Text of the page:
Though the social movements in Egypt and in Wall Street took place in two different continents, they had a lot in common. The paper was supposed to answer two specific questions, whether the two movements had any elements in common, and whether these elements had anything to do with collective action and behavior and resource mobilization theory. The research also pointed out that the two movements had many things in common and that these similarities had a lot to do with resource mobilization theory and collective action and behavior. The paper reported that the collective action witnessed in the two movements resulted from several things such as triggers, government response, narrative, social structure, and capacity to mobilize. The paper reported that the resource mobilization theory applied to both movements in that they both had social movement organizations working to support the protests through providing for them supporters, funding and attention from the media.

Work cited

AFP. “Egypt braces for nationwide protests”. France24. 25 January 2011. Web. 24 November 2011.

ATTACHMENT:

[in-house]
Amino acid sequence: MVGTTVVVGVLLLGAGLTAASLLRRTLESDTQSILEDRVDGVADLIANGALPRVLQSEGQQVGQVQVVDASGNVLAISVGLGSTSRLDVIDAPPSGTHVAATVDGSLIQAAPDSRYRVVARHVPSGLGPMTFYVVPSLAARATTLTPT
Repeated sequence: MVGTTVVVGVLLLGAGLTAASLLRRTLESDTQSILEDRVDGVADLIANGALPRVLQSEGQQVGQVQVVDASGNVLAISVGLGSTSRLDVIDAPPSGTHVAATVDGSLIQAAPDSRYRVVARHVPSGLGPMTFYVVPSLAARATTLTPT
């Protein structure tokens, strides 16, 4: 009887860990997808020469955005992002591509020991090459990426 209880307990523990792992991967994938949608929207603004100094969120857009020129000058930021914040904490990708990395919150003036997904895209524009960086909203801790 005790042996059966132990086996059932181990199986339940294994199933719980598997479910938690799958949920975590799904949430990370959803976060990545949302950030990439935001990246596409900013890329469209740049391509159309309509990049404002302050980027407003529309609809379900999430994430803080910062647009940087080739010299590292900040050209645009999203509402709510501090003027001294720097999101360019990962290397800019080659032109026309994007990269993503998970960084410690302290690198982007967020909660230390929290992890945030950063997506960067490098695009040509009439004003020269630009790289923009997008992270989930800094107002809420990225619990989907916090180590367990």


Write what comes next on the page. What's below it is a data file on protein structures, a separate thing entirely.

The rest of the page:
Blumer, Herbert. “Collective Behavior,” in A. M. Lee, ed., Principles of Sociology. New York: Barnes & Noble, 1951. Print. 67-121.Buechler, S. M. ‘New social movement theories’. In: Social Movements: Perspectives and Issues. Ed. S. M. Buechler and F. K. Cylke. Mountain View, California: Mayfield Publishing Company, 1997.print. Pp. 295 – 319.

Drury, J. and Cocking, C., Beale, J., Hanson, C., & Rapley, F. The phenomenology of empowerment in collective action. British Journal of Social Psychology, 44 (2005):309-328.

Drury, J. and Reicher, S. ‘Collective psychological empowerment as a model of a social change: Researching crowds and power’. Journal of Social Issues, 65 (2009):707-725. Print.

Fleming, Andrew. “Adbusters sparks Wall Street protest Vancouver-based activists behind street actions in the U.S”. The Vancouver Courier. 27 September 2011. Web. 24 November 2011.

Gabbatt, Adam. “Occupy Wall Street: protests and reaction Thursday 6 October”.  Guardian. 6 October 2011. Web. 24 November 2011.

Korotayev, A. and Zinkina, J. Egyptian Revolution: A Demographic Structural Analysis.  Entelequia. Revista Interdisciplinar 13 (2011): 139–169. Print.

McCarthy, J. D. and M. N. Zald. ‘Resource mobilization and social movements: A partial theory’. In: Social Movements: Perspectives and Issues. Ed. S. M. Buechler and F. K. Cylke. Mountain View, California: Mayfield Publishing Company, 1997. Print. 149 – 172. 

Schneider, Nathan. “Occupy Wall Street: FAQ”. The Nation. 29 September 2011. Web. 24 November 2011.

 Siddique, Haroon, Owen, Paul, Haynes, Jonathan, Gabbatt. “Protests in Egypt – As It Happened (Live Blog)”. The Guardian (UK). 26 January 2011. Web. 24 November 2011.

Turner, R. and Killian, L. Collective Behavior. Englewood Cliffs: Prentice-Hall, 1972. Print.